September 22, 2021 • Landsat 9 is targeted for launch no earlier than Sept. 27, 2021, on a United Launch Alliance Atlas V 401 rocket from Space Launch Complex 3 at Vandenberg Space Force Base in California, will continue the nearly 50-year legacy of previous Landsat missions. It is a joint NASA and U.S. Geological Survey (USGS) mission to monitor Earth’s land and coastal regions that began with the first Landsat in 1972.
Landsat 9, along with its sister satellite Landsat 8, will collect images from across the planet every eight days to help monitor the Earth’s health and help people manage essential resources including crops, irrigation water, and forests.
Meet one of the key members of the Launch Services Program team that will put this satellite into orbit:
Name: Tim Dunn
Official title: NASA Launch Director
Job responsibilities: As Launch Services Program (LSP) launch director, I am responsible for planning and directing launch campaigns and countdowns for our NASA science and robotic spacecraft. I also work with all government users of commercial launch services to deconflict our combined launch dates and ensure our NASA LSP missions have a reserved spot to launch in the range manifests, or schedules. I have the privilege of working with an incredible team of engineers, scientists, and other professionals to assure perfectly performing rockets for our customers’ precious cargo.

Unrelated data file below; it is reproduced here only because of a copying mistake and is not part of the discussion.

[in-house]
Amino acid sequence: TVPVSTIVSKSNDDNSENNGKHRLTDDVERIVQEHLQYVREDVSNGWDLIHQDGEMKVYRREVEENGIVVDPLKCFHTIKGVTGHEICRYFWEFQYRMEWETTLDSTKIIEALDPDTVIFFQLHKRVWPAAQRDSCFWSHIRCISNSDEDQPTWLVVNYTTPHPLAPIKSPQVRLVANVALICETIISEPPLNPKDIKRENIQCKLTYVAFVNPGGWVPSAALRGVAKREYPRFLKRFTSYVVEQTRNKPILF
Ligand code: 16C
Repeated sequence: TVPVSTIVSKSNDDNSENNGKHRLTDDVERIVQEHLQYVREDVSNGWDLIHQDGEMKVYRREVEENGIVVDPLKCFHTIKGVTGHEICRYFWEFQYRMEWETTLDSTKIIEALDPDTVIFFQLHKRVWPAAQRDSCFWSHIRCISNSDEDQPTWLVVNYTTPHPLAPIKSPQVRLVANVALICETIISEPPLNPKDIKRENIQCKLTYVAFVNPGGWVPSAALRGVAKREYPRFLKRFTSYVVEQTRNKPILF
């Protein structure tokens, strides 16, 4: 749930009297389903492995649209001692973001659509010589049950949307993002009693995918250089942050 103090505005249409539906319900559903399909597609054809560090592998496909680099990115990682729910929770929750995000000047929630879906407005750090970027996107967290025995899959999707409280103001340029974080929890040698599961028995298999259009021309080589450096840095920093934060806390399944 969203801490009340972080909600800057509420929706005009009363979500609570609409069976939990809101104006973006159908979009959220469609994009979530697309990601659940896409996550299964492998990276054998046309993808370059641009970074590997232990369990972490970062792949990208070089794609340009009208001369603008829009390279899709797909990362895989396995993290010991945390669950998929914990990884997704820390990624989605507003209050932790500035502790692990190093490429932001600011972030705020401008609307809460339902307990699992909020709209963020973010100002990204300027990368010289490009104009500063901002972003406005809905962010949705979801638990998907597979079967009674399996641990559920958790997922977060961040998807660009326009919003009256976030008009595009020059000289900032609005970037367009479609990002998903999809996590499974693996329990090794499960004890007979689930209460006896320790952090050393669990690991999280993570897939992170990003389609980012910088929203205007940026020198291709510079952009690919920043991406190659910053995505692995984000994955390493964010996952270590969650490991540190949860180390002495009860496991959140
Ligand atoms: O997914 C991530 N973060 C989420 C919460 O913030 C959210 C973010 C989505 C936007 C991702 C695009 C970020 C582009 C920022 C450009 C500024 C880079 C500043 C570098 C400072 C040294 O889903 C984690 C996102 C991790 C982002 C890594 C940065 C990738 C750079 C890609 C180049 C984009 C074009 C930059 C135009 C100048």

Time working for NASA: 20 years and 9 months – all at Kennedy Space Center, and all in LSP!
Degrees earned: Bachelor of Science in electrical engineering from the University of Alabama; Master of Science in space operations at the Air Force Institute of Technology
Hometown: I was born and raised in Arab, Alabama. I have lived in Merritt Island, Florida, for the past 28 years
Family: Wife, Julie, daughter, Gracie, son, Michael, and daughter-in-law, Caroline
Hobbies: Golf, bicycling, hiking, and cheering on the Alabama Crimson Tide football team
Fun fact: One summer in college, I attended Army Airborne School where I jumped out of a perfectly good airplane five times and earned the Army’s Parachutist Badge! Also, I really enjoy mowing the grass.
Click here to read about Senior Vehicle Systems Engineer Matt Johnson.
Safeguarding freshwater resources is crucial, and while scientists use a variety of ground-based techniques to gauge water quality, the Landsat program has provided water quality data from orbit for decades.